Nursing has a long history of marginalization. The diploma graduates were superseded by the BS graduates. Doors were closed for the diploma graduates until we allowed them an educational ladder of opportunity to complete their BS degree. Are we intentionally creating the potential for another set of marginalizing credentials?
There is a presumption that graduates of the DNP will be appointed in clinical areas and eventually replace existing MS graduates (it is presumed we will eventually close MS programs). Where is the evidence that clinical institutions are poised to replace all MS graduates with DNP graduates? And herein lies another potential for devaluation of the MS-prepared advanced practice nurses who are slated to be obsolete and replaced by the new DNP graduates.
We have argued in this article that going ahead with the DNP is a major mistake for our profession of nursing as well as the discipline of nursing knowledge. The timing of the introduction of this initiative is detracting from other pressing matters related to quality and safe care. We seem to be reliving a history that we previously put behind us. It is "déjà vu all over again." We are derailing our efforts to become equals in universities of higher learning, and we are setting the stage for developing second-class citizens who are marginalized. Also, the shortage in nursing scientists and agents of science makes it imperative to prepare and train those who can combine and integrate advanced nursing expertise with a scientific knowledge base to produce the evidence for improving the quality of care for our clients.
In addition to the above discussed reasons, we would like to end with another major issue and that is the global impact of adding another new title. In addition to the confusion created with the multiple routes to achieving a doctoral degree in nursing (Gennaro 2004), we have also created confusion internationally with our exporting of these multiple degrees. Our international students face many obstacles in having their U.S.-obtained degree credentialed in their countries. Master of Science and PhD degrees are known entities internationally, against which U.S.-acquired degrees are benchmarked. Having a new set of letters tends to make our graduates vulnerable to endless interrogations and possible rejection of the degrees with the suspect set of letters.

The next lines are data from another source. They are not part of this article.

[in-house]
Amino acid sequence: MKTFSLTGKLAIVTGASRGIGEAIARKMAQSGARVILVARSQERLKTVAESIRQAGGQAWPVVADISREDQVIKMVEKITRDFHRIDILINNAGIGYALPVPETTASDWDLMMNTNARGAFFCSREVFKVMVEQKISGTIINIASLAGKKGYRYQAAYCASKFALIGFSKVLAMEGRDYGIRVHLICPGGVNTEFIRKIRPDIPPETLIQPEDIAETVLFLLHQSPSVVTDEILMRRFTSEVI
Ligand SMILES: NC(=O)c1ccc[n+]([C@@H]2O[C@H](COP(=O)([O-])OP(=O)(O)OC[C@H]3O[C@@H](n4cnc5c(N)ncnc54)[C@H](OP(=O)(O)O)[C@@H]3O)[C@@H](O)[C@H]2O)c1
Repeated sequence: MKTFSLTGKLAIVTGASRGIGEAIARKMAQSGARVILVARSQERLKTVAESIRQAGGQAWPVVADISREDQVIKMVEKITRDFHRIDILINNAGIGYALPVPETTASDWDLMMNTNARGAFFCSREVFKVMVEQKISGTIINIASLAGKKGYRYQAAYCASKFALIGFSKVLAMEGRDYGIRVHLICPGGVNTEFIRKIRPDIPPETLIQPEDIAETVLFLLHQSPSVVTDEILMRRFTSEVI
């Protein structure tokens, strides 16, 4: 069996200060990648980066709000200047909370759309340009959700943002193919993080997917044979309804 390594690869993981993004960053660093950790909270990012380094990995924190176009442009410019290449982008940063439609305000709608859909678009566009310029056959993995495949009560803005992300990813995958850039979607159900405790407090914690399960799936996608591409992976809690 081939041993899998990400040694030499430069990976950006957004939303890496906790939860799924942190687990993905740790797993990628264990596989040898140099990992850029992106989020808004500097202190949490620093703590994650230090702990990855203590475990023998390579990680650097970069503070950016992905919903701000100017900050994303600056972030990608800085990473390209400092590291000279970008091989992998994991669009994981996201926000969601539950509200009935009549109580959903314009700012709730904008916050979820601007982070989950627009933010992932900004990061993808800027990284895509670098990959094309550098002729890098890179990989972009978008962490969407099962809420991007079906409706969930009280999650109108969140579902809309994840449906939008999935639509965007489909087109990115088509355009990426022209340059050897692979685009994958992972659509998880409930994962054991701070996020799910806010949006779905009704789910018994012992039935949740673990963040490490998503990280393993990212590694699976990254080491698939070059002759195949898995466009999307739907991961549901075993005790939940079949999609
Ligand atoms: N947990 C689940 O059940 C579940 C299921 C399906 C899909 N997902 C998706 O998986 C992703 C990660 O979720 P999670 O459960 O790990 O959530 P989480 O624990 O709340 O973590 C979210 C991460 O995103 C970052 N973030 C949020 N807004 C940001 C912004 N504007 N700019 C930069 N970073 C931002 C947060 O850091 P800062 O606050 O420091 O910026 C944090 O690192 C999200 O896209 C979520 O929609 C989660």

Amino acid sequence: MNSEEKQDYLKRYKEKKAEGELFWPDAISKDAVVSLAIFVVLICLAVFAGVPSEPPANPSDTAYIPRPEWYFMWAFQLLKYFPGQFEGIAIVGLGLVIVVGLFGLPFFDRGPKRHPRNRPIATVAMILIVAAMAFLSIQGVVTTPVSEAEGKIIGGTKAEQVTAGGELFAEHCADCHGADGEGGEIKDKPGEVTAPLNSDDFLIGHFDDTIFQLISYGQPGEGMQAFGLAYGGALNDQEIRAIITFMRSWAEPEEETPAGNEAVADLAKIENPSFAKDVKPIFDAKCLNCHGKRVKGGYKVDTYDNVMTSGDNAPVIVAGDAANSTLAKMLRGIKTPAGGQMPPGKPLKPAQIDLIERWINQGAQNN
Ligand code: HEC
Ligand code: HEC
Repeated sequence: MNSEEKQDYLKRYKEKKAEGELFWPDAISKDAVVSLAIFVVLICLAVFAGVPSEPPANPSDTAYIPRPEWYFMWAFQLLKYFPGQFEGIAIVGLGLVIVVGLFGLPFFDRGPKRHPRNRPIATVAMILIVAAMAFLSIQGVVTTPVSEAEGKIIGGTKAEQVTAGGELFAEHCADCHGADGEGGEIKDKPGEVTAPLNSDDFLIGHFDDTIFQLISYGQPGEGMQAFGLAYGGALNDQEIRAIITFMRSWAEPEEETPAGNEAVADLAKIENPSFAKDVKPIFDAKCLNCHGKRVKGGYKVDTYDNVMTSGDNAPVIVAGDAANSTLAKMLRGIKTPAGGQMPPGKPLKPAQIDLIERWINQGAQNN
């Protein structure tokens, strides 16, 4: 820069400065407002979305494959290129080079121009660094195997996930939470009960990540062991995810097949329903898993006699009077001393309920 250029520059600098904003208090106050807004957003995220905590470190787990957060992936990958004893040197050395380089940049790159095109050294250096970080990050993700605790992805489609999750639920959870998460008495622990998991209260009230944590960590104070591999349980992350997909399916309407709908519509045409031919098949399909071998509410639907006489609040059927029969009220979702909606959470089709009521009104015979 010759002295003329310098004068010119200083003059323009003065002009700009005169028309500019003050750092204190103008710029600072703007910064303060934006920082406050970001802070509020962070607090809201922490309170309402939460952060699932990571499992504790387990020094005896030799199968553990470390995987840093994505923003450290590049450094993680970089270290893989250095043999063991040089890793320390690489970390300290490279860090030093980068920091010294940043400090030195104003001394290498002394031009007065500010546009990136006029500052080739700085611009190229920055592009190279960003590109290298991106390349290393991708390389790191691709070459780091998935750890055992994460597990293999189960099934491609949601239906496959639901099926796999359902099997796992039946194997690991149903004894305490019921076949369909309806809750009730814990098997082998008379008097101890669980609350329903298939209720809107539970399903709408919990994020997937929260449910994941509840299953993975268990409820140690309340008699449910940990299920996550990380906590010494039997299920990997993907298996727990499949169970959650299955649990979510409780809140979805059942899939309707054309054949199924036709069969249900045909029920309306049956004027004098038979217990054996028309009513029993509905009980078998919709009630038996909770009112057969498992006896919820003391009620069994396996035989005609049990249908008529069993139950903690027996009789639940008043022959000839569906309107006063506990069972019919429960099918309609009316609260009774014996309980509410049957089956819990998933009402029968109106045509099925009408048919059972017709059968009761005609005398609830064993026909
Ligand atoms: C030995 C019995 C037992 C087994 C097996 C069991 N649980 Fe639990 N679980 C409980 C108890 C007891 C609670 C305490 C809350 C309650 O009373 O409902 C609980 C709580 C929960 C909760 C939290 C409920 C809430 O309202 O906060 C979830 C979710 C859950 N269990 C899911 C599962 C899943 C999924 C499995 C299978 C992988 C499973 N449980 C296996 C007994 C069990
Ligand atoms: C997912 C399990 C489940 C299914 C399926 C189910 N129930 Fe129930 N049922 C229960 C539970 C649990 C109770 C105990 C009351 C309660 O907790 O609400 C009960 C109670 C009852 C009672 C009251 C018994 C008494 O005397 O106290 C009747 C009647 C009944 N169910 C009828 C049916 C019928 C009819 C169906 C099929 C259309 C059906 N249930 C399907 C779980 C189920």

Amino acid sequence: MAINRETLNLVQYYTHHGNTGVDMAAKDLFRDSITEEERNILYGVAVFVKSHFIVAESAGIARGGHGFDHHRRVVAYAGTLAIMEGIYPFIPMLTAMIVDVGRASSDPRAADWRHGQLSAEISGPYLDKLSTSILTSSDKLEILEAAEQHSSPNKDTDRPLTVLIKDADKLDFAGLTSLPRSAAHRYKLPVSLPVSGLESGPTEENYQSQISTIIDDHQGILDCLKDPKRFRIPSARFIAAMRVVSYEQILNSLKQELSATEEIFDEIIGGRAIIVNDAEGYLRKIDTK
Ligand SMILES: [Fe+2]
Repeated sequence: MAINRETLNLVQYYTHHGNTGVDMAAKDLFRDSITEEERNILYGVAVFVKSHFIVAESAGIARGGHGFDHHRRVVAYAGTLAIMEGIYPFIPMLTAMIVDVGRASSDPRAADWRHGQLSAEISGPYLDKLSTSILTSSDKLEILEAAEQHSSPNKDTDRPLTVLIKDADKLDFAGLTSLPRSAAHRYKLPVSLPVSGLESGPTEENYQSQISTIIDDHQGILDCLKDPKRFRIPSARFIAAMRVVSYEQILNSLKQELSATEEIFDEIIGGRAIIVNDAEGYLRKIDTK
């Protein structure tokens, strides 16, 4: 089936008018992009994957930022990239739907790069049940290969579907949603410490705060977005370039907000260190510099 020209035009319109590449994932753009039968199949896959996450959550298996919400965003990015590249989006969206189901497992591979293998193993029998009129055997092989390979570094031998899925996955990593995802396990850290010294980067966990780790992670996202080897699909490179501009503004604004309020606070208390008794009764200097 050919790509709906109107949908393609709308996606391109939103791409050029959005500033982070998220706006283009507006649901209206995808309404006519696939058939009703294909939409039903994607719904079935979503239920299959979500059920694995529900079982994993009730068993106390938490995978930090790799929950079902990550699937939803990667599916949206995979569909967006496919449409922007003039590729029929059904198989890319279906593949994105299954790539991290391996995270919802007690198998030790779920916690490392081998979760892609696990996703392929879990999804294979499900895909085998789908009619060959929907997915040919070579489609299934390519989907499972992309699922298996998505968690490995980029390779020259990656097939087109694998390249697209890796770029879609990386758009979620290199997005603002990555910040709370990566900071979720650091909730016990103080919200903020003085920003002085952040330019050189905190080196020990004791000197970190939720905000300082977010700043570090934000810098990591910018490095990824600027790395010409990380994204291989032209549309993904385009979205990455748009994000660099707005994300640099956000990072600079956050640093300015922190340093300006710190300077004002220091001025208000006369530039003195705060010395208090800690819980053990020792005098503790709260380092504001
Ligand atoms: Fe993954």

Finally, we have two graduate degrees that are well understood by our public and that have thrived – the MS and the PhD. Both of these degrees are based on science and driven by practice. Why are we creating yet another degree that requires certification and accreditation? We have the educational programs that create equal partners in the scientific arena. Let’s make these programs stronger and our science more influential.
Afaf I. Meleis, PhD, DrPS (hon), FAAN